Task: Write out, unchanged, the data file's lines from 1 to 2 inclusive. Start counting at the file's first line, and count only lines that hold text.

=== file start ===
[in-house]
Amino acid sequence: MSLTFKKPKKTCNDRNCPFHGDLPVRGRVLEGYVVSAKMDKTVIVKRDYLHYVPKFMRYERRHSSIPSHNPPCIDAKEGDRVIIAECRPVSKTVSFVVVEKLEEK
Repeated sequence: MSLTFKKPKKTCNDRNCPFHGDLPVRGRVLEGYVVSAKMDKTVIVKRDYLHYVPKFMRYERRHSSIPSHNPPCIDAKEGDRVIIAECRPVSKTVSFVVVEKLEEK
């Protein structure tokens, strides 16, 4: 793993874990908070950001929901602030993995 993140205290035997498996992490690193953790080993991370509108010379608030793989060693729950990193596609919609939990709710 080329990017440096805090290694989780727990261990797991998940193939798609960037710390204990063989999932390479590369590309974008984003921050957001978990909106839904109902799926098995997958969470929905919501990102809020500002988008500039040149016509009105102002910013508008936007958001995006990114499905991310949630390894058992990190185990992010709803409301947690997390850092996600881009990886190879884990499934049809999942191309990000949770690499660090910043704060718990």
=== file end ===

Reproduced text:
[in-house]
Amino acid sequence: MSLTFKKPKKTCNDRNCPFHGDLPVRGRVLEGYVVSAKMDKTVIVKRDYLHYVPKFMRYERRHSSIPSHNPPCIDAKEGDRVIIAECRPVSKTVSFVVVEKLEEK